#BYPBLOG | Dami Fawehinmi interviews Kemi Adediran

November 12, 2019

Kemi Adediran AKA Urban Declaration @Urban.Declaration 

 

 This week, resident blogger Dami Fawehinmi interviewed activist, writer, blogger and student Kemi Adediran who is also known as Urban Declaration. Kemi uses her platform to educate her followers about international politics, campaigns and gives advice on how to navigate spaces as a minority. She tackles topics from womXn’s rights, to the Black identity, student experiences and more. Every post and video is produced with genuine and passion and drive for change; it was an absolute honour to interview her for this piece. 

 

 

Tell us about your journey to Urban Declaration. 

I have always loved conversation and storytelling, but I noticed that some of the conversations I was having with my friends and others were not being discussed in the online spaces I was part of. Being a media student, representation online is fundamental to me, so I decided to create a space in which conversations that have been neglected or simply ignored could be discussed and explored. 

 

What advice would you give to your younger self? 

You do not need to meet the standard of yourself that others have put on you. You doing you, simply because you want to ‘do you’ is completely fine.

 

What do you believe will drive change in the Black community? 

I have thought about this question a lot; when will our community rise up globally in solidarity together? When will local, national and global conflict end between Black people? Personally, whether people like it or not money is powerful, our community needs its own economic freedom, to drive change from within. It needs its own economic foundation, to create institutions and platforms for Black people by Black people.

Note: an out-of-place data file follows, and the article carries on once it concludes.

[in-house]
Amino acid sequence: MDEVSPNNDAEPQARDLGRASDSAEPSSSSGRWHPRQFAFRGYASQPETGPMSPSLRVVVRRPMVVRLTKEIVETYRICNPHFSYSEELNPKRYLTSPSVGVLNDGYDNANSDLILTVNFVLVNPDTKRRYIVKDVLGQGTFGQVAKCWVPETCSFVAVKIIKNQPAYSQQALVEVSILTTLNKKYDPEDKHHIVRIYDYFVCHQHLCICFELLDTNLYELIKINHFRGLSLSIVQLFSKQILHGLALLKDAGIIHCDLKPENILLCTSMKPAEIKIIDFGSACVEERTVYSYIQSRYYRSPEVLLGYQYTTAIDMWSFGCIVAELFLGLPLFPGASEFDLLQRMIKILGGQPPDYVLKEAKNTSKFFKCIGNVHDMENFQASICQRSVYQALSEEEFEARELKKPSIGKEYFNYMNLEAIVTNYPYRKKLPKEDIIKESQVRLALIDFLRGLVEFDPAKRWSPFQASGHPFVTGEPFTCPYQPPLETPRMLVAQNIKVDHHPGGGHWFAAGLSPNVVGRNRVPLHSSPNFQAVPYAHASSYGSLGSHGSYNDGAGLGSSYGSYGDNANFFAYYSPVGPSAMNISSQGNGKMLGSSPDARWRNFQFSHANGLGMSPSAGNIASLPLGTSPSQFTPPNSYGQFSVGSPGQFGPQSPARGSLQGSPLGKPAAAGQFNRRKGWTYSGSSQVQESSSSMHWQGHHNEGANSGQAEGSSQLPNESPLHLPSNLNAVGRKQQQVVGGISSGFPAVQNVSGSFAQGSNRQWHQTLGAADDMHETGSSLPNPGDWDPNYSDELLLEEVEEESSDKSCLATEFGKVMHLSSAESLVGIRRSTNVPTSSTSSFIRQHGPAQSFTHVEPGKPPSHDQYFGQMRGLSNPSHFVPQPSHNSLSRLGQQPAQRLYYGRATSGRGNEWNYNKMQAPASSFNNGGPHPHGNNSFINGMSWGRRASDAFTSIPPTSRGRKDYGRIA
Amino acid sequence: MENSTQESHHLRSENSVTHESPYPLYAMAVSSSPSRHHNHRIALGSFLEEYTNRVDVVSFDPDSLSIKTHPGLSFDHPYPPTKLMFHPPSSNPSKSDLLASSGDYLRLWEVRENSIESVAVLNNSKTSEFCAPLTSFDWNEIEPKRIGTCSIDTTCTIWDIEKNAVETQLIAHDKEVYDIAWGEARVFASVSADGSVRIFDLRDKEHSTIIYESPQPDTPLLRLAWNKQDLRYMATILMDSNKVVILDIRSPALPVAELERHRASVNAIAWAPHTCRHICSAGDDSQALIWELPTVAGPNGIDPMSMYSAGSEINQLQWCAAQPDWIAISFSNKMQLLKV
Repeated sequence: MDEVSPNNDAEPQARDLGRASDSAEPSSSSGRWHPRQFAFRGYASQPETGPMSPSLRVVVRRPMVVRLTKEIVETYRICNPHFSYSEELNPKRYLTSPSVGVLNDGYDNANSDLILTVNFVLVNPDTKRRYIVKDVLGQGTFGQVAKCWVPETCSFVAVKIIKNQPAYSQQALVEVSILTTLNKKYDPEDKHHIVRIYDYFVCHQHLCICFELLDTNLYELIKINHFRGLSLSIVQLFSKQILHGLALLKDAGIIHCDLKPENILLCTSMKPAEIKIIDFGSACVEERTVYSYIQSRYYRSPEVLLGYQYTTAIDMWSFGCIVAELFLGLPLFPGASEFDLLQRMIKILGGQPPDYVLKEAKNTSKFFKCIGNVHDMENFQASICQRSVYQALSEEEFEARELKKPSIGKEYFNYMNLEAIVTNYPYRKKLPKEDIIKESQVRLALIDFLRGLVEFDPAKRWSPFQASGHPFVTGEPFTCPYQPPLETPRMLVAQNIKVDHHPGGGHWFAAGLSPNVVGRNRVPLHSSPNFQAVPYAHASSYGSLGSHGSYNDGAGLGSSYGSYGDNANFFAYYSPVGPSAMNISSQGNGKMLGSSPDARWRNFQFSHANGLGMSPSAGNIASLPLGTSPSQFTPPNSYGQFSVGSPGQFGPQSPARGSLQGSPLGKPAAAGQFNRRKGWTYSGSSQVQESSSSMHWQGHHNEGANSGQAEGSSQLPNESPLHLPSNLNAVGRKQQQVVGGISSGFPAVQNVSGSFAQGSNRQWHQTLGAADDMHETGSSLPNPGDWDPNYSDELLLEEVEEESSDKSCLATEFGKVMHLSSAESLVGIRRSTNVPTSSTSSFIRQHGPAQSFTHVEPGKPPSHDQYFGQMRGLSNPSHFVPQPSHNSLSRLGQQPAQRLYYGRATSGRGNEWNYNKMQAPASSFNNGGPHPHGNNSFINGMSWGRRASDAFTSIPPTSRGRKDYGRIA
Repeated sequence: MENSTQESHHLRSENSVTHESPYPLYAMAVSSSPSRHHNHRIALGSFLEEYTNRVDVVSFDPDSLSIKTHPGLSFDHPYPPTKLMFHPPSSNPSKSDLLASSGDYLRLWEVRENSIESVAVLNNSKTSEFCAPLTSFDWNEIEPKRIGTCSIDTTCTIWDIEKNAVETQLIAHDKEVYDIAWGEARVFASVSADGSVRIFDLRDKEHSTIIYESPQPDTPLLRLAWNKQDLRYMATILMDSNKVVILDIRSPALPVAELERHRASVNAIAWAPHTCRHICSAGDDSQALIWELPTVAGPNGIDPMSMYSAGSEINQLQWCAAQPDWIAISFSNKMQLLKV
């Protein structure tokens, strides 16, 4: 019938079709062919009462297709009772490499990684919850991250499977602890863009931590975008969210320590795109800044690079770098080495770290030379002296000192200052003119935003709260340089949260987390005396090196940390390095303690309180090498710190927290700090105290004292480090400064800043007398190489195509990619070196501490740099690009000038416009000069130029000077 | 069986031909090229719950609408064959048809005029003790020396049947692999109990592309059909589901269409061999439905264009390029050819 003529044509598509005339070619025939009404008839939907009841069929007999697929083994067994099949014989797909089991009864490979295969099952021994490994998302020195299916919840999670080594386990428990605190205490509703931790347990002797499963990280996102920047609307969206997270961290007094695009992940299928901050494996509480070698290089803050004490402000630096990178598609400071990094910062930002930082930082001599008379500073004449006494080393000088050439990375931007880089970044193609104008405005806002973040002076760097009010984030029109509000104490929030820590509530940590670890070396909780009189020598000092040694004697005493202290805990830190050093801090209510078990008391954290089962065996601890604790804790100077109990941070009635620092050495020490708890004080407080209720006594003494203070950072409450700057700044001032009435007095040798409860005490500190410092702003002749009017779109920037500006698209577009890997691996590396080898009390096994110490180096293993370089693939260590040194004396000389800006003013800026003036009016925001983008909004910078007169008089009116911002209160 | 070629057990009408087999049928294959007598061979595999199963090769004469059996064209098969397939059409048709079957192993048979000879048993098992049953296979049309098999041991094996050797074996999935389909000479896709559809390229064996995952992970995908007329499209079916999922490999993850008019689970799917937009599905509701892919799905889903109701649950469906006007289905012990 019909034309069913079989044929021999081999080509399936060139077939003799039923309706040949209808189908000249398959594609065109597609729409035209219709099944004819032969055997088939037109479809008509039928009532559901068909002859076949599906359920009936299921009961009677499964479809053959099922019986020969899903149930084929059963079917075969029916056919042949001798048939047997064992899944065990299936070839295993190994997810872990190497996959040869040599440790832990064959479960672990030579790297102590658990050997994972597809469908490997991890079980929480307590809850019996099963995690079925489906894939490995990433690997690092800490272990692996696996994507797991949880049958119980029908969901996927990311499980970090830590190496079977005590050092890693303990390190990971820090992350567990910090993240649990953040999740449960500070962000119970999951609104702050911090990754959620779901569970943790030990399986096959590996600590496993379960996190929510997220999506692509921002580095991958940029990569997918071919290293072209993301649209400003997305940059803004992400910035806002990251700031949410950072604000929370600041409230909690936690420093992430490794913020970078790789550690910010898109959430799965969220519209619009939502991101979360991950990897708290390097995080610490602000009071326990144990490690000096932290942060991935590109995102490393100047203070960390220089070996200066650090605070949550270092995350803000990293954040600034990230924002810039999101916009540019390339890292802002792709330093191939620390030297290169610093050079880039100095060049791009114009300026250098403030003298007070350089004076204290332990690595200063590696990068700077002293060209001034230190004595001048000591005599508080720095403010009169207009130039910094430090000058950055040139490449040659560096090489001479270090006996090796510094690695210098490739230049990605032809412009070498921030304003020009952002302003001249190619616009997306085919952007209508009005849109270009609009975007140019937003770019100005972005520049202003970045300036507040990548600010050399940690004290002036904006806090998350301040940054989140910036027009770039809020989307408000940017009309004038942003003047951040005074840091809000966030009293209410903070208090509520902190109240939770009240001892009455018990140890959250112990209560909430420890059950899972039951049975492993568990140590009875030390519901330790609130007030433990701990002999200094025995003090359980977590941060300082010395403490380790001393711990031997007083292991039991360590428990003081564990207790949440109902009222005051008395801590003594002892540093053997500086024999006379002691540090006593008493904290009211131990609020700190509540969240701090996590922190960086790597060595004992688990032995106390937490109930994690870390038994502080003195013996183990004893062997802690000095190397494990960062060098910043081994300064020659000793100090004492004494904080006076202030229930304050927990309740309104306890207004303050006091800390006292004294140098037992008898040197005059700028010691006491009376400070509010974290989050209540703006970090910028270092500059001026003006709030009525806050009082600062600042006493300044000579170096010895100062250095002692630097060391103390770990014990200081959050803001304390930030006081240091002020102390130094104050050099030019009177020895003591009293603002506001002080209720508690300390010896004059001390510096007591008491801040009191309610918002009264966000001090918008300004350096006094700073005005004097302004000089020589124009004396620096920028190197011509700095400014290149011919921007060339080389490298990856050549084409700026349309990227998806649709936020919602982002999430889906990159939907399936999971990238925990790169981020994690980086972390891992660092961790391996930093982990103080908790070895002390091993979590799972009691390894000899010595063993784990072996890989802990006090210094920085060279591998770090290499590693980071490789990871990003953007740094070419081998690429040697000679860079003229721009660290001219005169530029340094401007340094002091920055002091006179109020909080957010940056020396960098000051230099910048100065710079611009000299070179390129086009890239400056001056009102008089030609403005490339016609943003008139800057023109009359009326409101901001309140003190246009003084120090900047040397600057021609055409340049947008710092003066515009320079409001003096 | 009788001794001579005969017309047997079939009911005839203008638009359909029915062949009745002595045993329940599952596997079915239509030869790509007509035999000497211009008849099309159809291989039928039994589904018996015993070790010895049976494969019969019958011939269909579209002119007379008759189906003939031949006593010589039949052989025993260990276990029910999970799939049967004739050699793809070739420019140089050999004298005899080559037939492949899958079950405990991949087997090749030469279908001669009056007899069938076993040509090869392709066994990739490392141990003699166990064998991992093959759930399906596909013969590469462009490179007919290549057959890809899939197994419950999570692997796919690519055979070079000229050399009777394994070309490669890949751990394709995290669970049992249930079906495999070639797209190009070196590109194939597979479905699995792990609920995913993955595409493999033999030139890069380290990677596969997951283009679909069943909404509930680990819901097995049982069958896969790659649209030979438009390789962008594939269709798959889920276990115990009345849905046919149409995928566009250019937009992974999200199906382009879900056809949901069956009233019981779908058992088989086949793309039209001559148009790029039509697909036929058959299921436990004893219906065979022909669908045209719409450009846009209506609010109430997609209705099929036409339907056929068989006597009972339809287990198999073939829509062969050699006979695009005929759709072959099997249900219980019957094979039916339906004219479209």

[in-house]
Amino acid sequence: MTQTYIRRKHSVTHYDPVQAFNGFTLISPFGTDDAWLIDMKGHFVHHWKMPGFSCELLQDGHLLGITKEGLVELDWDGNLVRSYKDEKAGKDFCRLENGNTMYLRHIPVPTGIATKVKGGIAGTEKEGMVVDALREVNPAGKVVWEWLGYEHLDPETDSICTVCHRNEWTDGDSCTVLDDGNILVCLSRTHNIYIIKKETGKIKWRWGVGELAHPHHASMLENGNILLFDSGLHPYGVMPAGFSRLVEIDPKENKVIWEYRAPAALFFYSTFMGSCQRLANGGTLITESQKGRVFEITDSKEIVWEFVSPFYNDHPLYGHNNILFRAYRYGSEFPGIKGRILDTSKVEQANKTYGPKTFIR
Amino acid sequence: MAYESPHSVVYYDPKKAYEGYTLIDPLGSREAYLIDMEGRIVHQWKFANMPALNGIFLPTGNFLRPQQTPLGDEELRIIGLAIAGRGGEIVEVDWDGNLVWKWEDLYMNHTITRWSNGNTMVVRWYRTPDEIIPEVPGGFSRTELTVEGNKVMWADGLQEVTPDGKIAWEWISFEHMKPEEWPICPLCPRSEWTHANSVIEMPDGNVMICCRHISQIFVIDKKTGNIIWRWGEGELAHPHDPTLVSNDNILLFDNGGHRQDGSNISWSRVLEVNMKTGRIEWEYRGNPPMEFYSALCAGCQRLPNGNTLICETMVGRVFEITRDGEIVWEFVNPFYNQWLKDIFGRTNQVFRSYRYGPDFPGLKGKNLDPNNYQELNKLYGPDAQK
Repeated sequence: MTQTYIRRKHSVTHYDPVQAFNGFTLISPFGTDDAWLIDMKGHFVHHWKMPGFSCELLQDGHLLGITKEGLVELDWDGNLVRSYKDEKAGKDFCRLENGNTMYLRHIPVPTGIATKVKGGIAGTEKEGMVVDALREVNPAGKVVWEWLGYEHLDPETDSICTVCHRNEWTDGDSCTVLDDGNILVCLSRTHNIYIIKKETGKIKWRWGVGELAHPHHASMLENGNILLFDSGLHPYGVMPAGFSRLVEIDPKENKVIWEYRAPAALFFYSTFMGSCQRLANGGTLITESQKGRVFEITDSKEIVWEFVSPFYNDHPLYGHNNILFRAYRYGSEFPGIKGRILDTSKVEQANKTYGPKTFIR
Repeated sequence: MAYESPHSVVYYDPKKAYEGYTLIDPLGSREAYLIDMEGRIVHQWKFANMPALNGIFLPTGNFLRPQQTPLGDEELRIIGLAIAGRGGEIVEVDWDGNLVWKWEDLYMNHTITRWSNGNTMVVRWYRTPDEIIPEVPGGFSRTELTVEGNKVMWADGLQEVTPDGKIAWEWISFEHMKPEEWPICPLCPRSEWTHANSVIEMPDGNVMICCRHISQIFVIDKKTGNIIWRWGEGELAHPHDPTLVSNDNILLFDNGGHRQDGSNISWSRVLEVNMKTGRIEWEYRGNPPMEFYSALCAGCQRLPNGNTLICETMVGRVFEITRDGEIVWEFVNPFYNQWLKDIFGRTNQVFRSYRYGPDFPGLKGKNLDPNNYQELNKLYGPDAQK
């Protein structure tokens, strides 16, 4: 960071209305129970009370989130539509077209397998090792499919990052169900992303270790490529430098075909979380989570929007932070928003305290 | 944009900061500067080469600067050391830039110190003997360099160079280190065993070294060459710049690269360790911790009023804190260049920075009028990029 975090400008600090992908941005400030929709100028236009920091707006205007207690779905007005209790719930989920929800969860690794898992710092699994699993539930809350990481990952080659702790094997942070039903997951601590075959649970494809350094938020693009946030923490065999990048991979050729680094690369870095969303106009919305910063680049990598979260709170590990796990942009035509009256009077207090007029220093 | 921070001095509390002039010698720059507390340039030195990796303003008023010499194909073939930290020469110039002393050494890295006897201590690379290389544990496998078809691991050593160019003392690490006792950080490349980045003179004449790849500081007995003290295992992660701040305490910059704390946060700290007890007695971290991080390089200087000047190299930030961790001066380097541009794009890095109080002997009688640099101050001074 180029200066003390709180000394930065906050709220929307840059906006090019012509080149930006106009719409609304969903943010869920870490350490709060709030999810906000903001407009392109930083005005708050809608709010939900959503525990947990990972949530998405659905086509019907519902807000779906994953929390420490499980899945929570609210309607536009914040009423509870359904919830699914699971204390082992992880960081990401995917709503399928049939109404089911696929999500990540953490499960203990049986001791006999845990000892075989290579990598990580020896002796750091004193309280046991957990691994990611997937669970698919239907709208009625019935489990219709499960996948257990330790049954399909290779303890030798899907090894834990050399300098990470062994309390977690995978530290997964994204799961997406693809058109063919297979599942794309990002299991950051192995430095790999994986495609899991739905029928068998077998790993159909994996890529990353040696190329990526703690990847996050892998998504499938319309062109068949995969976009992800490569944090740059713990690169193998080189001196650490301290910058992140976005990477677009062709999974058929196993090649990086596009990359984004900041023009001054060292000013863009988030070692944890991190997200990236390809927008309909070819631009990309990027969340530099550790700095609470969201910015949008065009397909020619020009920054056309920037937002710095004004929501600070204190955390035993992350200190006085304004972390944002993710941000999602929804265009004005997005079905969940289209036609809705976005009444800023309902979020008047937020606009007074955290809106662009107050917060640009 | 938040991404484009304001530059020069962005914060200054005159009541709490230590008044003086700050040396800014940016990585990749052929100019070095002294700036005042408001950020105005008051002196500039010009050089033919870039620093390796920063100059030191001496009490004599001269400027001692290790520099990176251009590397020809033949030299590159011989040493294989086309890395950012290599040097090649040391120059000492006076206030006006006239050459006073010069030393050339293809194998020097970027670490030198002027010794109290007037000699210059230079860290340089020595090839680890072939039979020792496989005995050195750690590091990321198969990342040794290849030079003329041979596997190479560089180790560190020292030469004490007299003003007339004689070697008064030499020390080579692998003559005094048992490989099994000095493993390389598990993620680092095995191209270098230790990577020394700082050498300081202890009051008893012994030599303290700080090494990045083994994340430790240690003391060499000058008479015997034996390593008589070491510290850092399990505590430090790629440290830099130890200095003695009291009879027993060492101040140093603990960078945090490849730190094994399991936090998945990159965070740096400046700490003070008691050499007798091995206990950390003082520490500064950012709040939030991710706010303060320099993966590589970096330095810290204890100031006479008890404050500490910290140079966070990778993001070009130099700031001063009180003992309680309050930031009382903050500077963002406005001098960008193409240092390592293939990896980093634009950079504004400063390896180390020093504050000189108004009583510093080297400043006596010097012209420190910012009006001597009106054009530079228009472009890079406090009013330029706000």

What is your biggest failure? 

Good question, I would say my biggest failure and something I continue to do is undervalue myself, whatever I do. I never see it as anything other than Kemi doing what Kemi does, and I never add value or significance to it. It is important to recognise your achievements and step back and tell yourself, you are doing GOOD! (this is a prep talk for me too). 

 

What is your biggest success? 

Choosing to do what I love. Being from an African household, there is a pressure to be the doctor, lawyer or engineer. But, I knew that I wanted to live a life that would bring me happiness each day. Deciding that from a young age has already made my life so fulfilling. This is not a choice everybody gets but doing what you love is honestly one of the greatest joys of life. 

 

What three pieces of advice would you give young Black activists? 

Firstly, you do not need to go big, you do not need to go to every campaign or rally, your activism by buying Black goods is activism none the less. Secondly, we need more people like you, who care about Blackness. Never minimise the importance of your presence - we are trying to make a global movement! And lastly, you come first! Before any activism, your mental health and happiness should be prioritised. Activist work can be draining and sometimes, it can seem like you're shouting at a brick wall, getting no response back. Don't wear yourself out, take self-care seriously.

 

How do you seek out opportunities relating to your field?

There are many ways, but the best ways is to connect. Go to networking events, make friends, join collectives or societies, invest in people. This is how I have gained most, if not all of my opportunities.

 

Do you have any exciting plans for the future? 

Hmmm, I’ll have to keep things on the DL but the future of the blog is bright! 

 

Would you like to add anything? 

Continue to love your art, your activism, your Blackness- the true revolution starts with your presence.